Stickers tell everything

We don’t eat out very much, partly because of my wife’s delicate stomach and partly because of my delicate wallet. When the choice comes down to lifesaving doctors and a good meal, I am saddened that food comes in second place.

Neither do we pick up takeout food very often. Maybe once a week for two for Chinese food, which, oddly enough, my wife’s constitution can handle.

No, usually JoAn cooks, or we do something simple and easy, such as chicken pot pies or ham sandwiches. Although she denies being able to prepare anything tasty, she is actually a good cook, so I praise her meals effusively.

Last Friday, as I left the house for work, I asked what she wanted to do for supper.

“You know what I like,” she replied. “I don’t like to cook.”

That’s JoAn in a nutshell. Self-effacing yet supremely competent.

“Maybe a salad,” she added.

“You don’t eat salads,” I said. “You subsist on canned soup and crackers when I’m not around.”

That’s what she wanted, though, so that’s what we got. My wife is my life, you see, and if her constitution could handle steak every night, I would make sure she got it, even if I added cattle rustler to my résumé.

I remember once seeing a touching bumper sticker that read: “I heart my wife.” In truth I’ve seen that sticker only once in my decades. The same for a funnily ignorant sticker I saw on a pickup in the 1970s: “More people have died in Ted Kennedy’s car than in nuclear power accidents.” (Obviously, that was before Three Mile Island and Chernobyl.)

As I drove to work Friday, I didn’t see anyone who loved his wife, or hated the Kennedys, but I got behind an SUV whose rear bumper was proud of its child being an honor student at a local elementary school. (In my day, they

were called “grammar” schools, but I’m pretty sure the feds made them switch to “elementary” after kids stopped understanding grammar.)

But wait. It’s July, so is that alleged honor student having to attend summer school? A true honor student wouldn’t have to make up school during the summer break; that would mean he or she failed with dishonor somewhere along the way.

Or had that honor student excelled a grading period earlier and the parents simply hadn’t scraped the sticker off the bumper? That seemed a sin of omission, prideful braggadocio or perhaps even a misdemeanor. I guess nobody ever said bumper stickers have to be accurate.

Nor do they have to be constitutional, it seems. Just a few days earlier – the day after the Dallas massacre, as a matter of fact – I drove behind a truck plastered with insensitive stickers. The one that stands out is: “When they come for your guns, give them the bullets first.”

Love and hate, spelled out on bumpers around us.

Reach Glynn Moore at glynn.moore@augustachronicle.com.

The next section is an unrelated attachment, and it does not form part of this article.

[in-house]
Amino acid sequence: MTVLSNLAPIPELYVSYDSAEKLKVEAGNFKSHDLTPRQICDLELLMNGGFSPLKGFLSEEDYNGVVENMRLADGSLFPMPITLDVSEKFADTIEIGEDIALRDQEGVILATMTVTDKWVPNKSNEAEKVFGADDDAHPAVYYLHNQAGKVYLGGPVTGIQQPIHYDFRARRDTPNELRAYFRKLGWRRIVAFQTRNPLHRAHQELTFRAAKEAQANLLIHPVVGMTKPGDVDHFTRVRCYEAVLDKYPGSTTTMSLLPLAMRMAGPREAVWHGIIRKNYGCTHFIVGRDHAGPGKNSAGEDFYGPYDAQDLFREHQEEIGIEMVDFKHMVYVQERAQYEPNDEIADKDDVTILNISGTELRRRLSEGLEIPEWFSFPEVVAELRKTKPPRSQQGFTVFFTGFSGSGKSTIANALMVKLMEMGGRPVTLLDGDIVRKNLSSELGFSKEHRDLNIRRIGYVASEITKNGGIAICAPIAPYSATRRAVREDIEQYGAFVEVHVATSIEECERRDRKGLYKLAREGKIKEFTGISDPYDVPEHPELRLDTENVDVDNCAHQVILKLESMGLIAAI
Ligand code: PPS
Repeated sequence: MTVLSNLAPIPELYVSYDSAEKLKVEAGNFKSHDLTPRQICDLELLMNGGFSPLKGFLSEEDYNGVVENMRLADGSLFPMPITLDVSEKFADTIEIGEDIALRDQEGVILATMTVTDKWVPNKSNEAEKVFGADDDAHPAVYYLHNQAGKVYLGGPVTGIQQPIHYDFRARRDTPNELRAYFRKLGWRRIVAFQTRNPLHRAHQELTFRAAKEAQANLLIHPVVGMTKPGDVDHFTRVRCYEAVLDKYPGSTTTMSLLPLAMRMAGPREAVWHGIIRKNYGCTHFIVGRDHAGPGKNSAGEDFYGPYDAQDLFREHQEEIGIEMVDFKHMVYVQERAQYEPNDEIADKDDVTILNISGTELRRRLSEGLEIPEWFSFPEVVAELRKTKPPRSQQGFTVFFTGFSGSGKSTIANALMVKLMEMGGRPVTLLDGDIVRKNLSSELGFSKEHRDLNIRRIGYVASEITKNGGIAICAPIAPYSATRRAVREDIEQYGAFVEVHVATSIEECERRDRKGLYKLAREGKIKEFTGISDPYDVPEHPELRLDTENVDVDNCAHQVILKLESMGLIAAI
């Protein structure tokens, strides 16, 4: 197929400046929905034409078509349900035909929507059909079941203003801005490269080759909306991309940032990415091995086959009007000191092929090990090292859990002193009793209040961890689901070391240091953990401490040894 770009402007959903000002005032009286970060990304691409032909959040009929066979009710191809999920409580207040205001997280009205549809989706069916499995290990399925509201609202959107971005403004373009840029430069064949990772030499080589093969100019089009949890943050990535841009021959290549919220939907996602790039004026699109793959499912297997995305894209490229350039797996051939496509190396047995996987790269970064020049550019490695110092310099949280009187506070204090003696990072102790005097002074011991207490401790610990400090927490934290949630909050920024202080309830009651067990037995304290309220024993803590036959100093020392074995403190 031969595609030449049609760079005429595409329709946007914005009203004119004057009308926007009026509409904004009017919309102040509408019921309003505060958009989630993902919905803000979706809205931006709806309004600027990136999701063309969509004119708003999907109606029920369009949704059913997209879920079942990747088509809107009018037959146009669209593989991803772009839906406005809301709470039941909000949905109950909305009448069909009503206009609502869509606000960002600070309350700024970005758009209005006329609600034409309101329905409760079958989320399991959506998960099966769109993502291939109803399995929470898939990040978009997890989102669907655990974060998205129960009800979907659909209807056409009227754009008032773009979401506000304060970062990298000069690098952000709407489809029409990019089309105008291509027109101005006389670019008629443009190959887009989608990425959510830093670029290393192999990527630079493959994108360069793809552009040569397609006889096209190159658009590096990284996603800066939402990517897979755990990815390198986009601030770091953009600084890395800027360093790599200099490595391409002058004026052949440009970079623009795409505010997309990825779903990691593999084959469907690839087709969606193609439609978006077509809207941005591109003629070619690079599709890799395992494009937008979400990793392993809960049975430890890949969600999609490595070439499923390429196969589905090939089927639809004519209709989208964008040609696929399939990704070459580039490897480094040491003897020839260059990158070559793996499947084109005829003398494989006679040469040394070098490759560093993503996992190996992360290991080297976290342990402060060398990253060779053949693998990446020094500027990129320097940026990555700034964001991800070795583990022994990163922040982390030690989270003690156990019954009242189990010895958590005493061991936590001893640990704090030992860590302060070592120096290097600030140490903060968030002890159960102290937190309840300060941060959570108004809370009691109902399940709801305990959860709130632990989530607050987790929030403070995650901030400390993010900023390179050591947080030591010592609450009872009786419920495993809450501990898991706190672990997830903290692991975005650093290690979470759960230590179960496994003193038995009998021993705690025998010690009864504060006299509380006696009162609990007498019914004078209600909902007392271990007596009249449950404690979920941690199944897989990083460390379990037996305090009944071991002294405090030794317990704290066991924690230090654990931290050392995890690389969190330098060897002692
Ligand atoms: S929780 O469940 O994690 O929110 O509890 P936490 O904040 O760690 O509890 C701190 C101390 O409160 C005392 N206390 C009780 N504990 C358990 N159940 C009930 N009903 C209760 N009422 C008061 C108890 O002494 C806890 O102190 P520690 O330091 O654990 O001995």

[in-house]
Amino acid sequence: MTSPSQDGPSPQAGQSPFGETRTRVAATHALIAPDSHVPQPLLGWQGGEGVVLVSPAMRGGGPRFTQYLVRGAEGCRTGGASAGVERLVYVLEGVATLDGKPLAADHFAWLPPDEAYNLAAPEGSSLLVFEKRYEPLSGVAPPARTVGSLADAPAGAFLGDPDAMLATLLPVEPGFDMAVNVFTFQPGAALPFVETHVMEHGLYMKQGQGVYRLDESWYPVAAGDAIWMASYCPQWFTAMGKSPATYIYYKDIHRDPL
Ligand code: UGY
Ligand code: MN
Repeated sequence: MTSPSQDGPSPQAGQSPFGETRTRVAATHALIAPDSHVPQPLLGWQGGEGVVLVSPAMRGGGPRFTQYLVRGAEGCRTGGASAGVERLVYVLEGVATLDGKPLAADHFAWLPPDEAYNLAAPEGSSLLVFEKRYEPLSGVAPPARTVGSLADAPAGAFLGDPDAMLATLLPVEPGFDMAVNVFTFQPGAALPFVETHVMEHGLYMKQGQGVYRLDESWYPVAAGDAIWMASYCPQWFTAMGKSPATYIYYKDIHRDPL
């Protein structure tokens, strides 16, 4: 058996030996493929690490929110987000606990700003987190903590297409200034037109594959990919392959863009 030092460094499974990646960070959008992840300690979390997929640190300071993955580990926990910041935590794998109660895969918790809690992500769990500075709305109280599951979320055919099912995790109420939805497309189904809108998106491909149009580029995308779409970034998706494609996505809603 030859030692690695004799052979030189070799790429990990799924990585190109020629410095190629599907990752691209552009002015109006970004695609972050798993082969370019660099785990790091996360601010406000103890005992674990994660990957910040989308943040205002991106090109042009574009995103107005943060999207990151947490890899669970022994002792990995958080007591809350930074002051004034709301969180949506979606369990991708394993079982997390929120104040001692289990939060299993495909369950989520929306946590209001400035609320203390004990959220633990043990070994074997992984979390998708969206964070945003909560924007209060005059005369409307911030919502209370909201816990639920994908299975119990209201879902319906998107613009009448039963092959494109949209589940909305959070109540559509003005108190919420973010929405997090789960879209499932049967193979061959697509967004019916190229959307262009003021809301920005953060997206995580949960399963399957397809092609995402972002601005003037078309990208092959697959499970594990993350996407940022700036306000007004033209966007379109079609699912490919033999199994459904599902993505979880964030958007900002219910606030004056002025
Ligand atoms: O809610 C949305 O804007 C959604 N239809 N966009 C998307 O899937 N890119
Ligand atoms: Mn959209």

More in Life

Achieving the crispy, flaky layers of golden goodness of a croissant require precision and skill. (Photo by Tresa Dale/Peninsula Clarion)
On the strawberry patch: Reaching the pinnacle of patisserie

Croissants take precision and skill, but the results can be delightful

This 1940s-era image is one of few early photographs of Cliff House, which once stood near the head of Tustumena Lake. (Photo courtesy of the Secora Collection)
Twists and turns in the history of Cliff House — Part 1

Here, then, is the story of Cliff House, as least as I know it now.

File
Minister’s Message: What’s in a name?

The Scriptures advise, “A good name is rather to be chosen than great riches.”

Visitors put on personal protective equipment before an artist talk by Dr. Sami Ali' at the Jan. 7, 2022, First Friday opening of her exhibit, "The Mind of a Healthcare Worker During the COVID-19 Pandemic," at the Homer Council on the Arts in Homer, Alaska. (Photo by Michael Armstrong/Homer News)
ER doctor’s paintings follow passage of pandemic

Dr. Sami Ali made 2019 resolution to paint every day — and then the COVID-19 pandemic hit.

Almond flour adds a nuttiness to this carrot cake topped with cream cheese frosting. (Photo by Tressa Dale/Peninsula Clarion)
On the strawberry patch: A ‘perfect day’ cake

Carrot cake and cream cheese frosting make for a truly delicious day off

File
Minister’s Message: A prayer pulled from the ashes

“In that beleaguered and beautiful land, the prayer endures.”

A copy of “The Year of Magical Thinking” by author Joan Didion is displayed on an e-reader. (Photo by Ashlyn O’Hara/Peninsula Clarion)
Off the Shelf: Didion’s “Year of Magical Thinking” is a timely study on grief

‘The last week of 2021 felt like a good time to pick up one of her books.’

Megan Pacer / Homer News
Artist Asia Freeman, third from left, speaks to visitors on Nov. 1, 2019, at a First Friday art exhibit opening at Kachemak Bay Campus in Homer.
Freeman wins Governor’s Arts Humanities Award

Bunnell Street Arts Center artistic director is one of nine honored.

Zirrus VanDevere’s pieces are displayed at the Kenai Art Center on Jan. 4, 2022. (Courtesy Alex Rydlinski)
A journey of healing

VanDevere mixes shape, color and dimension in emotional show

Traditional ingredients like kimchi, ramen and tofu are mixed with American comfort food Spam in this hearty Korean stew. (Photo by Tressa Dale/Peninsula Clarion)
On the strawberry patch: Warm up with army base stew

American soldiers introduced local cooks to some American staple ingredients of the time: Spam and hotdogs.

File
Peninsula Crime: Bad men … and dumb ones — Part 2

Here, in Part Two and gleaned from local newspapers, are a few examples of the dim and the dumb.